As one skilled in the art will appreciate, scheduling of sub-instructions within a VLIW instruction word 52 and scheduling the order of VLIW instruction words within a program is important so as to avoid unnecessary latency problems, such as load, store and writeback dependencies. In accordance with the one embodiment of the present invention, the scheduling responsibilities are primarily relegated to the software compiler for the application programs. Thus, unnecessarily complex scheduling logic is removed from the processing core, so that the design implementation of the processing core is made as simple are possible. Advances in compiler technology thus result in improved performance without redesign of the hardware. In addition, some particular processing core implementations may prefer or require certain types of instructions to be executed only in specific pipeline slots or paths to reduce the overall complexity of a given device. For example, in accordance with the embodiment illustrated in FIG. 2, since only processing path 56-1, and in particular execute unit 62-1, include a floating point processing unit 68, all floating point sub-instructions are dispatched through path 56-1. As discussed above, the compiler is responsible for handling such issue restrictions in this embodiment.

In accordance with a one embodiment of the present invention, all of the sub-instructions 54 within a VLIW instruction word 52 issue in parallel. Should one of the sub-instructions 54 stall (i.e., not issue), for example due to an unavailable resource, the entire VLIW instruction word 52 stalls until the particular stalled sub-instruction 54 issues. By ensuring that all sub-instructions within a VLIW instruction word 52 issue simultaneously, the implementation logic is dramatically simplified.

3. Data Types

The registers within the processor chip are arranged in varying data types. By having a variety of data types, different data formats can be held in a register. For example, there may be different data types associated with signed integer, unsigned integer, single-precision floating point, and double-precision floating point values. Additionally, a register may be subdivided or partitioned to hold a number of values in separate fields. These subdivided registers are operated upon by single instruction multiple data (SIND) instructions.

With reference to FIG. 3, some of the data types available for the sub-instructions are shown. In this embodiment, the registers are sixty-four bits wide. Some registers are not subdivided to hold multiple values, such as the signed and unsigned 64 data types 300, 304. However, the partitioned data types variously hold two, four or eight values in the sixty-four bit register. The data types which hold two or four data values can hold the same number of signed or unsigned integer values. The unsigned 32 data type 304 holds two thirty-two bit unsigned integers while the signed 32 data type 308 holds two thirty-two bit signed integers 328. Similarly, the unsigned 16 data type 312 holds four sixteen bit unsigned integers 332 while the signed 16 data type 316 holds four sixteen bit signed integers 340. In this embodiment, the data type that holds eight values is only available as an unsigned 8 data type 324. As those skilled in the art appreciate, there are other possible data types and this invention is not limited to those described above.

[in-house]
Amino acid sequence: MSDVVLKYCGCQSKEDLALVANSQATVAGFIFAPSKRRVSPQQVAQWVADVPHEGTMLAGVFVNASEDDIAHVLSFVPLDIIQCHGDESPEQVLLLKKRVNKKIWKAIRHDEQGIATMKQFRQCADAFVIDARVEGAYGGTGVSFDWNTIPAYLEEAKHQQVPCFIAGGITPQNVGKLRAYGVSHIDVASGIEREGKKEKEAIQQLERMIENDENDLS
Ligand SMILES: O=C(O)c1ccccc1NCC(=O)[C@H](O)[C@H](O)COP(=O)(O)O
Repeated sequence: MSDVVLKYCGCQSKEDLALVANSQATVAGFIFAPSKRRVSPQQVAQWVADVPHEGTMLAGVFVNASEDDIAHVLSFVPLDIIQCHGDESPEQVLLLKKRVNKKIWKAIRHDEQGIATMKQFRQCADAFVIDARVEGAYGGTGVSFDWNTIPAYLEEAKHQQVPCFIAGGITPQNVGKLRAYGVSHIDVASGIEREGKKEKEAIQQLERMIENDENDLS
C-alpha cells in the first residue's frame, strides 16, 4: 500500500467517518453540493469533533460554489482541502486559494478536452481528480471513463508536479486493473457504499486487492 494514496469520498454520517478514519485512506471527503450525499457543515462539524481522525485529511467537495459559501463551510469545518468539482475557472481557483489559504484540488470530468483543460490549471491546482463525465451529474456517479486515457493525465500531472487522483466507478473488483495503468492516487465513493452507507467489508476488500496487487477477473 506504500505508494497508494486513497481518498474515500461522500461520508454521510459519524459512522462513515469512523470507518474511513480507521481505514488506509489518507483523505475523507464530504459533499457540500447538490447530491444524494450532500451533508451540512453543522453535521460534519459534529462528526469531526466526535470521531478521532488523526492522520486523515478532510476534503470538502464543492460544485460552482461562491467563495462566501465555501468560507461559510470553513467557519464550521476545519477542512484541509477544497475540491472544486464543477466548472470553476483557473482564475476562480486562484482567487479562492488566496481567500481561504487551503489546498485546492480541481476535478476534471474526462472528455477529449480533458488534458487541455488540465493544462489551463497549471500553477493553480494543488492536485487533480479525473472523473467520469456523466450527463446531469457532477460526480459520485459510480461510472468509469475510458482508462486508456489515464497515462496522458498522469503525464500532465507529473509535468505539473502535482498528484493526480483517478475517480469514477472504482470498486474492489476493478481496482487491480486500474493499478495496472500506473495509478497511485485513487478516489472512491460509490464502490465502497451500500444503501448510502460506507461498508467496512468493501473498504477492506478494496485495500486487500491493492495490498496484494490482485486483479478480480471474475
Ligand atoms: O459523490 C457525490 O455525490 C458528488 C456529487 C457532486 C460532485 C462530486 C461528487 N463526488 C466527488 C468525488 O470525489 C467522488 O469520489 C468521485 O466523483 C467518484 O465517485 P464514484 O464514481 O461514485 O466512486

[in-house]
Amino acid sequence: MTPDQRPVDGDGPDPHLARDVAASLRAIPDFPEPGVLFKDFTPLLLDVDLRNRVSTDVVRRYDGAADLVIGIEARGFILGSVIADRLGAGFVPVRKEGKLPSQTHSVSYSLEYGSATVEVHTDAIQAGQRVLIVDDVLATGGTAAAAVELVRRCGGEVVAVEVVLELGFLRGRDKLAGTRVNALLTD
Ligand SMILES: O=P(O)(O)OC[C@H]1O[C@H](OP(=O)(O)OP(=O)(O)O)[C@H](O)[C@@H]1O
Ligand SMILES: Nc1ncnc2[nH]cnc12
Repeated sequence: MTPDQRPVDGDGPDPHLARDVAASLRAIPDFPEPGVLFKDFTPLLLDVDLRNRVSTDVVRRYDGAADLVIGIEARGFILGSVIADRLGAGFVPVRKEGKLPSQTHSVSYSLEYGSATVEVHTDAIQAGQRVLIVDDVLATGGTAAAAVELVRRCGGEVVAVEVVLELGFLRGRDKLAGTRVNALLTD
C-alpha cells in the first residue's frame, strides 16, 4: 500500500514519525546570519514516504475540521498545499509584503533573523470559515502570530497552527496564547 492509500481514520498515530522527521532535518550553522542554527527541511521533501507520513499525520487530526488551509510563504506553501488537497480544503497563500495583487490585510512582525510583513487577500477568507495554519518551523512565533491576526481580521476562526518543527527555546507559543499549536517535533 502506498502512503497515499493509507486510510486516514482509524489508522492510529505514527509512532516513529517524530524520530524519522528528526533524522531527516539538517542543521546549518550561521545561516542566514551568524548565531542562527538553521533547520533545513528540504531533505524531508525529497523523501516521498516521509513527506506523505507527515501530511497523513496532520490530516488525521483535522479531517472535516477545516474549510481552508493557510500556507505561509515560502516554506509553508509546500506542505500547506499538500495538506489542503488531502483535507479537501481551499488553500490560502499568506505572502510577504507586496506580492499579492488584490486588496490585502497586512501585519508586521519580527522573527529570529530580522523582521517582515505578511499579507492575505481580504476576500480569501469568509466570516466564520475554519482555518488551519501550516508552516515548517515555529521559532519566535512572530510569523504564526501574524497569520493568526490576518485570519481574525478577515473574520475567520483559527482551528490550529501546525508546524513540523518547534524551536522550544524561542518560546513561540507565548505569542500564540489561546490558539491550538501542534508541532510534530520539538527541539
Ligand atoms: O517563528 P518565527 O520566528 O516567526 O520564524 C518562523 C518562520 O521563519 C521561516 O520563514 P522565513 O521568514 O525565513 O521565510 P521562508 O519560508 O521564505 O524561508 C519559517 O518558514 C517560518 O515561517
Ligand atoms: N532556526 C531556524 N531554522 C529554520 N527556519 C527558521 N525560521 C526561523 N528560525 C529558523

Although there are a number of different data types, a given sub-instruction 54 may only utilize a subset of these. For example, the parallel addition and subtraction operations only utilize the various partitioned data types that hold more than one operand. As becomes clear below, the signed and unsigned 64 data types are not needed when performing parallel arithmetic.

4. Parallel Arithmetic Instruction

Referring next to FIG. 4, the machine code for the three variations of parallel add and subtract sub-instructions 54 are shown. The three variations are a signed immediate nine bit form (“simm9”) 400, signed immediate thirteen bit form (“simm13”) 404 and register form 408. The sub-instructions 54 are thirty-two bits wide such that a four-way VLIW processor with a one hundred and twenty-eight bit wide instruction word 52 can accommodate execution of four sub-instructions 54 at a time. Each sub-instruction 54 is divided into an address and op code portions 424, 428. Generally, the address portions 424 contain the information needed to load and store the operators, and the op code portion 428 indicates which function to perform with the operators. Although the discussion occasionally refers to a parallel add function, it is to be understood that the parallel add function includes various related functions such as subtraction, subtraction without carry, and addition with a carry bit.

The simm9 form 400 adds or subtracts a simm9 value 412 and a number of operands at a first source address (“Rs1”) 416 and puts the result in a partitioned destination register at a destination address (“Rd”) 420. The addition is a two's complement addition. The simm9 value is sign extended to the full width required for each parallel add. Bits 2012 of the sub-instruction 412 indicate which of the sixty-four source registers in the register file 60 the simm9 value 412 is loaded from, bits 611 indicate which of the source registers the source operands are loaded from, and bits 05 indicate which of the destination registers the results from the sub-instruction are stored to. The addition or subtraction is performed in parallel such that the simm9 value is added to each operand in the partitioned first source register.